(7) Bone Infection. The final manifestation of all this is a bone infection, where the breakdown of tissue goes all the way to the bone, and secondary bone infection can occur, in some cases resulting in loss of the foot.
Diabetic Foot Care
Our office performs routine diabetic foot care which involves:
(1) Nail Trimming. Regular trimming or thinning of nails to prevent them from becoming thickened and ingrown.
(2) Blisters. Treatment of blisters so they do not ultimately become ulcers and infections. (Medicare covers these services every two months.)
(3) Education. Due to the seriousness of diabetes and the potential severity of its effects, we also educate diabetics on a regular basis about the manifestations of decreased circulation, decreased nerve sensation, weakened bones and collapsed joints.
(4) Examination. The patient is examined with regard to these areas, and fully informed of what is occurring with his or her feet during each visit.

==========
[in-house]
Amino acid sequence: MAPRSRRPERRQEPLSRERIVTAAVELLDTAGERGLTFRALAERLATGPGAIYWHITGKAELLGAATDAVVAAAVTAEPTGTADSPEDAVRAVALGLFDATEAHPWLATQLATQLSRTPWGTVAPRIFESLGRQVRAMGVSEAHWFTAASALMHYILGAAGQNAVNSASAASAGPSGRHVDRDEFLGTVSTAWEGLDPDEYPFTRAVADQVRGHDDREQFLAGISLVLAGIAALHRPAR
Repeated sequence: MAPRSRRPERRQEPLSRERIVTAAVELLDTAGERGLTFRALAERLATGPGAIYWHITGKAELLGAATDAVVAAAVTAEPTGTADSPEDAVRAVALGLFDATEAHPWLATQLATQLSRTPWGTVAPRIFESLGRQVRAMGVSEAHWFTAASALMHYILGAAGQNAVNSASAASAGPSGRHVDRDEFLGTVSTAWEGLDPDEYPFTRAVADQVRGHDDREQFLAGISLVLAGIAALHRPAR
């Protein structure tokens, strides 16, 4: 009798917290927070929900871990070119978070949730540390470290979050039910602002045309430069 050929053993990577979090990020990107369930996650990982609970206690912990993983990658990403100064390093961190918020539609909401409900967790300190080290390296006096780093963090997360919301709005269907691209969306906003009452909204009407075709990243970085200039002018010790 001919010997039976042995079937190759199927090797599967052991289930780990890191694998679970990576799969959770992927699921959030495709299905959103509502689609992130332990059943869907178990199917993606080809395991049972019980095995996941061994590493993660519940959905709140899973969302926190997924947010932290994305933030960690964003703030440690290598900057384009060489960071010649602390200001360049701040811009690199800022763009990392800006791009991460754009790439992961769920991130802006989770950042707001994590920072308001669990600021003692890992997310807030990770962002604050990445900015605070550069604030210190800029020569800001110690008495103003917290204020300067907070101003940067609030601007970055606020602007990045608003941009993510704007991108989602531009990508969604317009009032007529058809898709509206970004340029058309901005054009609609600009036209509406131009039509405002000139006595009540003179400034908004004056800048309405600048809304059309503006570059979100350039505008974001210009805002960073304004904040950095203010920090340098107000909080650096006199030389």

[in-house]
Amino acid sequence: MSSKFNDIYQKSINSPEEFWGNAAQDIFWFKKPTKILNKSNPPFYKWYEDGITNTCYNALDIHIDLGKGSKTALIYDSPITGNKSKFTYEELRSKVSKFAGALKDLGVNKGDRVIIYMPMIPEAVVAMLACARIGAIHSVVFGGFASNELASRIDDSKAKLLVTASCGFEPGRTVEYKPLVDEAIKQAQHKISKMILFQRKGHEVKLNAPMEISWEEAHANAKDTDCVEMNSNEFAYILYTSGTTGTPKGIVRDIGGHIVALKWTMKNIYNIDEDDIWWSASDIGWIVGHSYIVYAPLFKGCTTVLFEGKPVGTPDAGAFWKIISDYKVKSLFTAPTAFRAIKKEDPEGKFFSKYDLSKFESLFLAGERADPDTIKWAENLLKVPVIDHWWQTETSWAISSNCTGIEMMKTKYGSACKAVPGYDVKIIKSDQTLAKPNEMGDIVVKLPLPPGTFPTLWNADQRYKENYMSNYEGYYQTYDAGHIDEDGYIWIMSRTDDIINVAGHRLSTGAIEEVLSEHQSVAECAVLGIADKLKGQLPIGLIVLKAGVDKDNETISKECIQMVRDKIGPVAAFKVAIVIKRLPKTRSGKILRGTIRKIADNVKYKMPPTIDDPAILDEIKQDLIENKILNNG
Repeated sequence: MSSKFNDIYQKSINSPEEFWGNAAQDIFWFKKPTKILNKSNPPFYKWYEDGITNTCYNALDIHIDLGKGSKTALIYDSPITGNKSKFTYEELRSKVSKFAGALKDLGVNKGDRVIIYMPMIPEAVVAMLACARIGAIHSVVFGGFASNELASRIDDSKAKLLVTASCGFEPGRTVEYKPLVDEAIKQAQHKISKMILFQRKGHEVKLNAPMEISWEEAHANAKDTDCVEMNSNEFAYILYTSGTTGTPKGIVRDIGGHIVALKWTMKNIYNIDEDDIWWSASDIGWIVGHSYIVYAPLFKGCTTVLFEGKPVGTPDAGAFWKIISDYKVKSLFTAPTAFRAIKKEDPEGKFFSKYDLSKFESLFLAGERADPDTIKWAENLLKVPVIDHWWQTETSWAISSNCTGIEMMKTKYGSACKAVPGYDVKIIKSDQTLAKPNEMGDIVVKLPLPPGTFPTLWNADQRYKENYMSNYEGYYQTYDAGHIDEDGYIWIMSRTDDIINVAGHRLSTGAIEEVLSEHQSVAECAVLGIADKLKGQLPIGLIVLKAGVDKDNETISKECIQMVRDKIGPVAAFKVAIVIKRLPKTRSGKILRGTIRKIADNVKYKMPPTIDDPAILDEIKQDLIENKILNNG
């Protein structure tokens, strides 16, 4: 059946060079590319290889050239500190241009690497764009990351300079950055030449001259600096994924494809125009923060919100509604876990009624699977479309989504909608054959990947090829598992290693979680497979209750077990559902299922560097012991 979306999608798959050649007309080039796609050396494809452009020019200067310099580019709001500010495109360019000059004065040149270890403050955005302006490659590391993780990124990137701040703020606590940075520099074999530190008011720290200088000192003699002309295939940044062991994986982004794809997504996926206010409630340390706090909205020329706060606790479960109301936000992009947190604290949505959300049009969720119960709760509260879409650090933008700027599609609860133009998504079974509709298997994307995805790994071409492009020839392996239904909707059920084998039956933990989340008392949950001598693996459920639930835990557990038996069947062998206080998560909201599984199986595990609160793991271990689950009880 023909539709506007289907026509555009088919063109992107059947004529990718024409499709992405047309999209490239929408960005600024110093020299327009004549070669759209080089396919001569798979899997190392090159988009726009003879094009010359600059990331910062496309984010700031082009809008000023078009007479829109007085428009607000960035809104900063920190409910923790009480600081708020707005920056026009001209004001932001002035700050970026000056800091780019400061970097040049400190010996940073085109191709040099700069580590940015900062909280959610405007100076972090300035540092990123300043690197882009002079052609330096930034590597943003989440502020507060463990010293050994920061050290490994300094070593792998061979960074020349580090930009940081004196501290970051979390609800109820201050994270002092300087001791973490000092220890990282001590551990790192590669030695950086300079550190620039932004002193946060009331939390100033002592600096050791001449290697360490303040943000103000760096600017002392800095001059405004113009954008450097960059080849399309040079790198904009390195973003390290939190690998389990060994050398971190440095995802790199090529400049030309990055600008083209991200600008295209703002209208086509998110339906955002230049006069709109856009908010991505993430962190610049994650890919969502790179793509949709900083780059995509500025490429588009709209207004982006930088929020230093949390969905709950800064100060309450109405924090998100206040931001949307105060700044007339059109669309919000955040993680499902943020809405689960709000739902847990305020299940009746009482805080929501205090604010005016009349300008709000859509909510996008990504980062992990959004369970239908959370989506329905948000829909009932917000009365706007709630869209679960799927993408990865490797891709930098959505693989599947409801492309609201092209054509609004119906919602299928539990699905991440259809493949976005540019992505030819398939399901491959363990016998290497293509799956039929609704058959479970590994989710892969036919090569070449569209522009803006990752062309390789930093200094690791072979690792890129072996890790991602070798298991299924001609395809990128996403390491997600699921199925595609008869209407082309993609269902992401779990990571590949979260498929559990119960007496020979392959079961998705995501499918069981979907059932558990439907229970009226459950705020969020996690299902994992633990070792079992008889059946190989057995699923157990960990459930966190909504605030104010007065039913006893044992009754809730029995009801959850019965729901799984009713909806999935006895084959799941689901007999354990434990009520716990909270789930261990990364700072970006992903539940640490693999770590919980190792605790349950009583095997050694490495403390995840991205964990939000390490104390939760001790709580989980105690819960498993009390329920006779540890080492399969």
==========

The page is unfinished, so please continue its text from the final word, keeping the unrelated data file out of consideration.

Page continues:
(5) Customized foot wear or gear. Custom shoes, insoles and devices can be constructed for diabetics in order to relieve pressure and pain to abnormal sensitive sites on the feet.
(6) Points of skin irritation. Diabetics can have elective podiatric surgery in many cases, as long as the diabetes is under control and the circulation status is excellent. However, any abnormality for the diabetic, such as infection, laceration, or manifestations of a foreign object in the foot are treated as emergencies, and diabetic patients are instructed to contact our offices immediately for treatment of these areas of difficulty.
Diabetics — Self-Inspection of the Feet
When diabetics inspect their feet, they should be aware of the following:
(1) Color changes in Feet. Paleness or bluishness of the toes and decrease of circulation. Black skin is a sign of dead tissue, and redness with streaks is often a sign of infection.